With college costs continuing to rise (seemingly unchecked), it’s no surprise that average student loan debt has doubled over the past decade. Add to this unemployment concerns and you’ve got a recipe for personal financial disaster if you don’t play your cards right. And even if you have a decent job, if your debt is high and your income’s not high enough, you still may be struggling. We get that and want to help. Here are five student loan payment strategies to try now to deal with your debt:
#1 Explore Repayment Options
If you can’t afford the standard payment on your student loans, don’t just ignore it or pay a partial payment. Instead, apply for Income Based Repayment (IBR) or Pay As You Earn (PAYE) for a more affordable payment. If you have private loans or don’t qualify for one of these plans, applying for a deferment or forbearance is better than skipping payments because you can’t afford them.
#2 Sign Up for Auto Debit
Most lenders offer a small rate reduction if you enroll in their auto deduction program where they draft your bank each month for your payment. Depending on the size of your loans and years to pay it off, this option can save hundreds to thousands of dollars. This can also prevent you from paying late fees if you forget to make a payment or it gets lost in transit. An added bonus is that after 36 months of on-time payments, you’ll usually see a 1% interest rate reduction and another 1% reduced after 48 months of on-time payments (for many federal loans). Auto debit can help ensure you qualify for these significant savings.
#3 Devote Spare Cash to Fast Tracking Loans
No matter what payment plan you’re on, if you can pull together some extra cash, put it towards your highest interest rate loan. By paying off the highest rate loan first, you’ll save more on interest and then can devote the total you were paying on that loan toward the next highest interest rate loan. This is called the debt avalanche method and it’s a great way to ditch debt fast and as cheaply as possible.
#4 Create a Repayment Program
Some jobs come with student loan repayment benefits, but if you work in a sector where this isn’t the standard, consider appealing to your boss for annual bonuses aimed at your student loans or a one time student loan “signing bonus.” This can be especially helpful if a company has a set salary range they can offer for a position but has discretionary funds they can use to entice you to sign on to take a job. You also may be able to negotiate student loan reimbursement in lieu of other benefits that you wouldn’t otherwise utilize (such as unused sick days, family medical coverage if you’re single, etc).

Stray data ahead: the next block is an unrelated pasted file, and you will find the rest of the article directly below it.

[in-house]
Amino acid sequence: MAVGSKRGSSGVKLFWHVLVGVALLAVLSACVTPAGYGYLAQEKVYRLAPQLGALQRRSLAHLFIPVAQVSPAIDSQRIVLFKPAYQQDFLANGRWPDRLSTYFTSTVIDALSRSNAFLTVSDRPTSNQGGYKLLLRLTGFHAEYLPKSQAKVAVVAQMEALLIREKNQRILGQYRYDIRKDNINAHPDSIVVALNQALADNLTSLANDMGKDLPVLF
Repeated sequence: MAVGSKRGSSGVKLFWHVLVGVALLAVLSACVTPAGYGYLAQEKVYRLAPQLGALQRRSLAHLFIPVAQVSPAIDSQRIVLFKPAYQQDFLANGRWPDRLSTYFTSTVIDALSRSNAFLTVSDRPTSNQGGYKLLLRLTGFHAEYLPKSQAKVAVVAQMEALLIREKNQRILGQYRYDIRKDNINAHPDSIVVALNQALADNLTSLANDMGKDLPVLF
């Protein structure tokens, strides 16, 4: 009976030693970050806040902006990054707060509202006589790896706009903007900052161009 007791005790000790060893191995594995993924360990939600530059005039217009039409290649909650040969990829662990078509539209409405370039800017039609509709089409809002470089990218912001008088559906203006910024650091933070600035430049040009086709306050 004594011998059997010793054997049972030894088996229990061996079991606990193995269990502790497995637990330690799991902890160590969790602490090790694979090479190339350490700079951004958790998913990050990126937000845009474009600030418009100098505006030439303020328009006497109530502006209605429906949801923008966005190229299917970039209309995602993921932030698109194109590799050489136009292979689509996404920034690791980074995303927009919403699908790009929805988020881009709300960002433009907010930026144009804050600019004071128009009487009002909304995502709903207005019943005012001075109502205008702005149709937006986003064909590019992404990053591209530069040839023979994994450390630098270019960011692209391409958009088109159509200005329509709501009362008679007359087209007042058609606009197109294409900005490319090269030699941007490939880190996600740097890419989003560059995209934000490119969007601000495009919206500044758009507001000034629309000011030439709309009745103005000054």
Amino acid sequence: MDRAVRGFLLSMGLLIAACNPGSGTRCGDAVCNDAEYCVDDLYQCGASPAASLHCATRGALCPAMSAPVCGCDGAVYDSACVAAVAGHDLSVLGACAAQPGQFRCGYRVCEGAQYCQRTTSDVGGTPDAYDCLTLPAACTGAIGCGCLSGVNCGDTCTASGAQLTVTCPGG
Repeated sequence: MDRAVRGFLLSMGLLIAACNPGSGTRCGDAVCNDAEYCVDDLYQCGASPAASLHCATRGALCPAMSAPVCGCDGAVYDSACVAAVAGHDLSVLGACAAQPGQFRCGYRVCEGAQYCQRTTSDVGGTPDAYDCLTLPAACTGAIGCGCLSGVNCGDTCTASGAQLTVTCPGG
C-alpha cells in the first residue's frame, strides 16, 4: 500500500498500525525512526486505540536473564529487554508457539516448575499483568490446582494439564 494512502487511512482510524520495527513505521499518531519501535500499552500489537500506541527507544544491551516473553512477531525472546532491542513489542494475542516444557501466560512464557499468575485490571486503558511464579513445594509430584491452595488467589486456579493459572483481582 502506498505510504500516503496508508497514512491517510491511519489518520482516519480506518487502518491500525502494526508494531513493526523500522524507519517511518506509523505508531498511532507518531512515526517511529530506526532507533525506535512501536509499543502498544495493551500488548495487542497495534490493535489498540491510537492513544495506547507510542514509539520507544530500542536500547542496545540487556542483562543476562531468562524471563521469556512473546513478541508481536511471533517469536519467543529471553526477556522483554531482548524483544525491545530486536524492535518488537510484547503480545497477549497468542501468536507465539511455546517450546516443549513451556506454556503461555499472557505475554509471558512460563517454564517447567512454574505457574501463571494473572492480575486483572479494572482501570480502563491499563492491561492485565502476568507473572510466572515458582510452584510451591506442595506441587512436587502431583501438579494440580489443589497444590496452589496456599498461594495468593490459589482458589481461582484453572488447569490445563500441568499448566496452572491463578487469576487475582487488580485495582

#5 Calculate Consolidation Benefits
Consolidation isn’t automatically a good strategy, so you need to carefully evaluate what the effect of consolidation will be. Click here for a student loan consolidation calculator to see what the likely impact will be. Crunch the numbers and see if you’ll benefit from a consolidation. Another situation where you may want to consider consolidation is if you are behind on your loan payments. Consolidation is a one-time “get out of jail free” pass to rehab your loans if they are delinquent. Plus you may be able to use IBR or PAYE with your consolidated loans for an even bigger impact.
To check out other repayment plans and tips, visit our blog. For How To guides on consolidation, applying for IBR and a host of other topics, check out our student loan help center. And to get on top of your student loans, sign up for Tuition.io’s free student loan management tool to track and optimize your loans.